There are people who invent useful and profitable products, and there are people who perform the manufacturing, distribution, and record-keeping related to those products. Once these operations and the personnel required to manage them grow in complexity, so does the chance of losing the vital organizational knowledge associated with core knowledge and processes. This was the case with a small manufacturing company that enlisted the help of IQStrategix to recapture its corporate knowledge.

It does not matter if an organization is large or small; the IQStrategix process of identifying and retrieving vital organizational knowledge buried deep within organizational structures is the same. The differences between a small and large knowledge base and its eLearning functions are simply the number and complexity of those structures, and thus the time and effort it takes to successfully regain knowledge control.

What makes the following project interesting is that, in addition to the knowledge recovery process, IQStrategix’s team also taught the company manager the art and science of knowledge engineering. Her mastery of the discipline went from zero to accomplished as she worked part-time on the project until it was completed. She now maintains and advances her company’s knowledge ecosystem without outside help.

IQxCloud use case: Background

“ABC Manufacturing” is a small manufacturing company that provides products to a niche customer base. (I changed the company’s name in this article to protect its identity, due to the sensitivity of its market.) ABC is a family–owned and operated company that has been in business for many years. Like most small manufacturing companies, there has been little turnover among its managers and employees over the life of the business.

ABC owns and operates numerous special-purpose machines, it buys its manufacturing materials and supplies from regional vendors, and it farms out specialized fused-part processing to ISO-certified subcontractors. The operation runs smoothly, yet management felt there was a deep threat looming on the horizon because ABC’s chief machinist, who has most of the manufacturing processes in his brain, was getting older and had some minor medical problems.

ABC’s manager also realized that there was a deep reservoir of “production knowledge” she did not know or understand, making it unlikely that she would be able to successfully hire and train a new machinist to run the manufacturing side of the business in the event her chief machinist left the company. This knowledge deficit problem presented a hidden threat to the family business, just as it does to tens of thousands of manufacturers around the world who are faced with the same situation regardless of their size and staffing.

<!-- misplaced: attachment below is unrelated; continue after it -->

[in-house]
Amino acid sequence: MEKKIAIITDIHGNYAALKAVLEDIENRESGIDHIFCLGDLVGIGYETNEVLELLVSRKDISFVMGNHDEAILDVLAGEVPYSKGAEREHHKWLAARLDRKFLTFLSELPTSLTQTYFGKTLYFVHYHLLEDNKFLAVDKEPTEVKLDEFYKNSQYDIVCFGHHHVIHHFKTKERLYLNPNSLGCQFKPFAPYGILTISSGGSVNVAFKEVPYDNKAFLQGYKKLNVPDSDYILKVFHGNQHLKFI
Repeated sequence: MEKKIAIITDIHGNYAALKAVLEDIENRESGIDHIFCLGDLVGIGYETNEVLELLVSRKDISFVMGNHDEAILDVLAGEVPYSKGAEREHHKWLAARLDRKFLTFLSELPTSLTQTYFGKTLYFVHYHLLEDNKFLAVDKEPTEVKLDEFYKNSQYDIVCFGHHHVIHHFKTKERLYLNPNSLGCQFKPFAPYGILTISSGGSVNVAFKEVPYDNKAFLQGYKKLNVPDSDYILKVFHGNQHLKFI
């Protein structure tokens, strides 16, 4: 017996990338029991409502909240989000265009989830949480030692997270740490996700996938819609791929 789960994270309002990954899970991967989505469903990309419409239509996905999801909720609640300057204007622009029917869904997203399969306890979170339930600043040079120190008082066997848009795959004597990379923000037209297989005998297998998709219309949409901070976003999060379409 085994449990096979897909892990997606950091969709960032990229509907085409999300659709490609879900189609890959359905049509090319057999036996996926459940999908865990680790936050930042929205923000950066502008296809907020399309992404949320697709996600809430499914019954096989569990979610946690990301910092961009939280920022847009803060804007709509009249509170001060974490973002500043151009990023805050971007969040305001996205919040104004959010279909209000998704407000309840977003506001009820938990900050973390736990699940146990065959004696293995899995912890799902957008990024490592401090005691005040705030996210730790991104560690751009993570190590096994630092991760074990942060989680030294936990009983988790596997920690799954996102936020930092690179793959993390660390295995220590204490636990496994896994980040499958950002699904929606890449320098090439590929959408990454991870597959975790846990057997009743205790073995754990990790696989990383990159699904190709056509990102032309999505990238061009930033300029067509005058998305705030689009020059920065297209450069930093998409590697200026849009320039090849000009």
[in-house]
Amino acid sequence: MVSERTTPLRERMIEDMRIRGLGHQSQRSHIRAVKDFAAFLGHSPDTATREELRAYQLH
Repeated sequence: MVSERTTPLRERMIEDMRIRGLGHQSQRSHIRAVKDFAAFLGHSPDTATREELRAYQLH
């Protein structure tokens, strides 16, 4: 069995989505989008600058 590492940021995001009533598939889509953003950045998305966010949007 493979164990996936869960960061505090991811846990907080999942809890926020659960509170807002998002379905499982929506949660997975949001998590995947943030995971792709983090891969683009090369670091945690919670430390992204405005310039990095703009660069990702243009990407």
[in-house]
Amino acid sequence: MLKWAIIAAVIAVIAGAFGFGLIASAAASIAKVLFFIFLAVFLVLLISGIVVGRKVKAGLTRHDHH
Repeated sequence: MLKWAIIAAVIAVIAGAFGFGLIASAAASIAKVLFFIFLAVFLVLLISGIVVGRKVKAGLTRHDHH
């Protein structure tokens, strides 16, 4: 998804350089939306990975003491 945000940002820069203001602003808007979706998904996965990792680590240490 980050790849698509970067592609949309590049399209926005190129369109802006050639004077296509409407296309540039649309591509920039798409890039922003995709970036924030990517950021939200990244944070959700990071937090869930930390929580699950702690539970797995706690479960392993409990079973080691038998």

IQxCloud knowledge engineering content curation process

After the initial introduction and engagement process, IQStrategix’s Martha Nawrocki was flown in to assess the knowledge deficit problem by defining the scope and recovery process for the project. Martha first understood how the management, marketing, and manufacturing efforts functioned together; then, she focused on the manufacturing of ABC’s 63 products. During this process, she learned that the manufacturing process required 6 – 12 procedural steps for each part.

Other information requirements were:

  • Number of machines—14
  • Documentation—Most of the machine settings and procedures used by the machinist were recalled from his memory as they were required. Available documentation was over 20 years old with hand-written annotations on tolerance settings, which had to be verified for accuracy against current requirements. The production process included ordering base materials from suppliers, multiple in-house machine processing steps, outsourcing specialized production processes to third parties, staff quality control inspections for each major step, and inventory control for finished products.
  • Operating and maintenance manuals—There were only six machine manuals in-house. The rest had to be located on the Internet and uploaded to the knowledge ecosystem.

As Martha and ABC’s manager reviewed the resource materials, the importance of restoring the company’s lost knowledge became obvious—lose the machinist, lose the company. ABC’s manager immediately went to work on the file cabinet, updating and digitizing the product production procedures. She used Excel files to organize required resources. The manager then “interviewed” her machinist. Rather than just asking questions, she documented every step he took in the setup and manufacturing of each machine and part while in production.

Working remotely, Martha then helped ABC’s manager to identify other areas that needed documentation. These included:

  • Management Resource Cluster—Strategic planning and annual production planning, accounting, asset identification, and the reordering of ABC’s digital and hard copy library.
  • Marketing Resource Cluster—Customer sales procedures, customer/product identification, and product shipping and handling sequences (worldwide).
  • Manufacturing Resource Cluster—Set of suppliers, in-house machines (manuals, identity, and functions), repair and maintenance vendors, machinist tasks, manufacturing staff operations, and molds.